At the beginning of the pandemic, they were applauded and called "essential workers." Now, grocery store employees around Southern California are seeking better working conditions, as thousands of them prepare to vote on whether or not to strike.
A three-year labor contract expired earlier in March, and the union representing those grocery store workers says negotiations have hit a standstill.
Workers will be casting their ballots Monday, at the union headquarters in Koreatown.
About 47,000 employees would be impacted, from stores like Ralphs, Vons, Pavilions and Albertsons.
Employees with the United Food and Commercial Worker's Union are fighting for increased wages, after the union said they were offered a 60-cent-per-year hourly increase.
The union is also fighting for improved benefits, improved staffing and stable schedules.
A majority "yes" vote on Monday would not automatically start a strike, but it would authorize the union to call for one.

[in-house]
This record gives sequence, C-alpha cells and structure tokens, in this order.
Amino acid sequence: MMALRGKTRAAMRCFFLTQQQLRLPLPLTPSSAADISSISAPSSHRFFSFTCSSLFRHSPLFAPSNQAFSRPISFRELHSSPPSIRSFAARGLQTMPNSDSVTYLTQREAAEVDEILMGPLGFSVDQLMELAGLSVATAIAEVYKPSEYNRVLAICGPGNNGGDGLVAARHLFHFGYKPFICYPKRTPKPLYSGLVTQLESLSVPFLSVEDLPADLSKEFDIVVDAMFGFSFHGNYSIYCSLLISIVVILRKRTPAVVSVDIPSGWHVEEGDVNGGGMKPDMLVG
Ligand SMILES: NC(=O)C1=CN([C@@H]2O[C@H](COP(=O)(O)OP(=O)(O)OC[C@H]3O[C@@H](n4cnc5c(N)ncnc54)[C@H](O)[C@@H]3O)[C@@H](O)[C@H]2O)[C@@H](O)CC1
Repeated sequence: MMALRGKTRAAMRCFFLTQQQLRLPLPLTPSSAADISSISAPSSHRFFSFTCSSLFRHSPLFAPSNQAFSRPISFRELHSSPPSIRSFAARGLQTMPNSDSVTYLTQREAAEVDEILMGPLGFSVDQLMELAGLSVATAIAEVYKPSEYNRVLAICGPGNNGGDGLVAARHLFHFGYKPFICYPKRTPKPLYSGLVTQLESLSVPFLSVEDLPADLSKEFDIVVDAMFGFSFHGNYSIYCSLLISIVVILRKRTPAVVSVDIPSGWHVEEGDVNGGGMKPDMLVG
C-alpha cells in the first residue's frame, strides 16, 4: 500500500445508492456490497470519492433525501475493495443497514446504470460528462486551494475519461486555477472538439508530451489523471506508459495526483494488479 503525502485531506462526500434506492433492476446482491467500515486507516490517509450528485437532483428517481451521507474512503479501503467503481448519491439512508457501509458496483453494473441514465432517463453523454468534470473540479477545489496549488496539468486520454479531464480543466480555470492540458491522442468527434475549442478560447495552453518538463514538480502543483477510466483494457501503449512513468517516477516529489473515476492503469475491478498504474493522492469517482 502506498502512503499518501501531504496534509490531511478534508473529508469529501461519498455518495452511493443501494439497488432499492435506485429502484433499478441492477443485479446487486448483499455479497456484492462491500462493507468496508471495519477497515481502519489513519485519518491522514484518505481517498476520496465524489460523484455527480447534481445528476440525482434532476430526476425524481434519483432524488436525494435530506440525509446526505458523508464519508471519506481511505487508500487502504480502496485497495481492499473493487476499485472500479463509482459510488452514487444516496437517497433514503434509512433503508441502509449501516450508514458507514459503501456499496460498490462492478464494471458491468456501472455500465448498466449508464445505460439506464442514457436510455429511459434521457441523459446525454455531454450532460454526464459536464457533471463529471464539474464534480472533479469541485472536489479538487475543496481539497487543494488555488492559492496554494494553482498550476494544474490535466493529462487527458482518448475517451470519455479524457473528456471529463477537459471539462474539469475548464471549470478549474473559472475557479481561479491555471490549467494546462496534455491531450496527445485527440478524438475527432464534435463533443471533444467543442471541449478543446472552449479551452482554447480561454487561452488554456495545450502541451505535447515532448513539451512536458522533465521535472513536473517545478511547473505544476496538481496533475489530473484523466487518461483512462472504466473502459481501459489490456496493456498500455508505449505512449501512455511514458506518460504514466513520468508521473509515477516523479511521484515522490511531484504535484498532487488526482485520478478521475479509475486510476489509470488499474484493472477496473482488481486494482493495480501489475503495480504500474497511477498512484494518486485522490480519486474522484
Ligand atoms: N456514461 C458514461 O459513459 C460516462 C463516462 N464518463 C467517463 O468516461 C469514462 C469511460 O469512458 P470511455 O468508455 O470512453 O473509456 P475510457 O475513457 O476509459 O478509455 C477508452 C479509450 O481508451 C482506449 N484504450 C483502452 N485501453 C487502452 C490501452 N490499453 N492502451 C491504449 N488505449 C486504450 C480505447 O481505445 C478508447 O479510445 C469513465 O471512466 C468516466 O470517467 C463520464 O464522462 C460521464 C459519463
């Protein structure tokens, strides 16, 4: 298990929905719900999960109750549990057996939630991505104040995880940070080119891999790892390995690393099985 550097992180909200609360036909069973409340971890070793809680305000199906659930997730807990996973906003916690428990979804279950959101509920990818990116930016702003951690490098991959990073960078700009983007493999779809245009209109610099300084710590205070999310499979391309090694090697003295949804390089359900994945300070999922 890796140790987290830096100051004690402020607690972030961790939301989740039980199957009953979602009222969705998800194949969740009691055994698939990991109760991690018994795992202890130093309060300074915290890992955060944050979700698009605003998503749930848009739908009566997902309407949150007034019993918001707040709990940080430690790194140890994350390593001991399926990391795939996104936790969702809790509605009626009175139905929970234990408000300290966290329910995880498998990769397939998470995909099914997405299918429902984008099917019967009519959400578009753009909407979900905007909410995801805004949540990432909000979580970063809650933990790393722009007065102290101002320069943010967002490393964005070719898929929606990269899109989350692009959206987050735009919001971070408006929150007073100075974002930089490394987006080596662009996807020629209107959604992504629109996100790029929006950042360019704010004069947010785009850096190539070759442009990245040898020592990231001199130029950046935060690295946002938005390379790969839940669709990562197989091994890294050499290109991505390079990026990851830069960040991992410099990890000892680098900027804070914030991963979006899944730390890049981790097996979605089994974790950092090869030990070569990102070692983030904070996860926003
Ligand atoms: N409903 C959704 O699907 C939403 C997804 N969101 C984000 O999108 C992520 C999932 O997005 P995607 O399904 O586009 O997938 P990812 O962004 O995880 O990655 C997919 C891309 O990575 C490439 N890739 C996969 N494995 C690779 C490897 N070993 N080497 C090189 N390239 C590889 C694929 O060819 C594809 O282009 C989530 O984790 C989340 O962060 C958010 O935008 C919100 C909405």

The contract between unionized grocery store workers and Southern California supermarkets expired on March 7.
Workers were calling for action last week in Long Beach.
"They're offering us 60 cents right now at the table, which is atrocious," Deanda Knowles, a Ralphs cashier, said. "We're asking for better wages. Inflation going up, gas is six, seven dollars. Bringing 60 cents to the table is disrespectful."
In a statement provided to NBC4, Ralphs said "We have three very clear objectives; to put more money in our associates paychecks, keep groceries affordable for our customers and to maintain a sustainable future for our business."
Voting begins at 10 a.m. Monday, with results expected as early as Sunday.